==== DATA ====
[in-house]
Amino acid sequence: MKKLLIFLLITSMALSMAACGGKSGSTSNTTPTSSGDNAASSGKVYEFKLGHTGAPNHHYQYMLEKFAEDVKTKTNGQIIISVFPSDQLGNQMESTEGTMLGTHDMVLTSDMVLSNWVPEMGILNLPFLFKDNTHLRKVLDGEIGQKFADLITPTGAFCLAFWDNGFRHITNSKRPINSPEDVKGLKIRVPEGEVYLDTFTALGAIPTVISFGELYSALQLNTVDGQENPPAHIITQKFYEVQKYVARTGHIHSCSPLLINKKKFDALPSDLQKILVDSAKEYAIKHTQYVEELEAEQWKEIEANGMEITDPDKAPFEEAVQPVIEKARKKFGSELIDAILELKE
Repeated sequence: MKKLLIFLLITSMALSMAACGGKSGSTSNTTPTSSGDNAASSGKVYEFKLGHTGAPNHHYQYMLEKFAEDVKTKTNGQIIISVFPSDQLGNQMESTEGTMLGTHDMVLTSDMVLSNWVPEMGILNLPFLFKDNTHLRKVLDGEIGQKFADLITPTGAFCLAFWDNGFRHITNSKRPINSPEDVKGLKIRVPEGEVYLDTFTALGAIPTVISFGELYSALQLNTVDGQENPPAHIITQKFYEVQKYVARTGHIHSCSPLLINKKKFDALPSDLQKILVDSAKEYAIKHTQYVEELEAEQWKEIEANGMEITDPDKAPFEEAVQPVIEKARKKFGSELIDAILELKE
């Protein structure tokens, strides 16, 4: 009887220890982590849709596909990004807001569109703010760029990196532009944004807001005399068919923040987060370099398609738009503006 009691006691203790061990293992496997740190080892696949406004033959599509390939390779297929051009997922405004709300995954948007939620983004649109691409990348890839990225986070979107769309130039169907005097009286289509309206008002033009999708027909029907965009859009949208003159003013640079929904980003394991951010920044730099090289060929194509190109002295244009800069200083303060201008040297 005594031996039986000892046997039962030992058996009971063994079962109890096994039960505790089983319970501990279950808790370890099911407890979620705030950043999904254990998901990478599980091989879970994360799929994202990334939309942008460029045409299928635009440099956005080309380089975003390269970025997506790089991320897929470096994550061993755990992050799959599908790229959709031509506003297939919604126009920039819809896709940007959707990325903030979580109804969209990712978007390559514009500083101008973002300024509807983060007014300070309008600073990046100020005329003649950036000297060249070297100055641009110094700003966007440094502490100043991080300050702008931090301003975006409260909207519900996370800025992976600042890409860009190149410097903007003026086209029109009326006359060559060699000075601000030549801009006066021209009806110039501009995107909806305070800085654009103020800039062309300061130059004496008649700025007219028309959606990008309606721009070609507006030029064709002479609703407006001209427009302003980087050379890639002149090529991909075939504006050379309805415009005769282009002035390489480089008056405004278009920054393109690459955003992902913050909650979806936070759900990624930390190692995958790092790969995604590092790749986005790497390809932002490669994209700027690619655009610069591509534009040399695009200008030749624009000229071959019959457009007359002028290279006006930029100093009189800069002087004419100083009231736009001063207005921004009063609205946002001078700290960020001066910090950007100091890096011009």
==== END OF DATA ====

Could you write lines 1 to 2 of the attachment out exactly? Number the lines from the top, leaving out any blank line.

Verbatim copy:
[in-house]
Amino acid sequence: MKKLLIFLLITSMALSMAACGGKSGSTSNTTPTSSGDNAASSGKVYEFKLGHTGAPNHHYQYMLEKFAEDVKTKTNGQIIISVFPSDQLGNQMESTEGTMLGTHDMVLTSDMVLSNWVPEMGILNLPFLFKDNTHLRKVLDGEIGQKFADLITPTGAFCLAFWDNGFRHITNSKRPINSPEDVKGLKIRVPEGEVYLDTFTALGAIPTVISFGELYSALQLNTVDGQENPPAHIITQKFYEVQKYVARTGHIHSCSPLLINKKKFDALPSDLQKILVDSAKEYAIKHTQYVEELEAEQWKEIEANGMEITDPDKAPFEEAVQPVIEKARKKFGSELIDAILELKE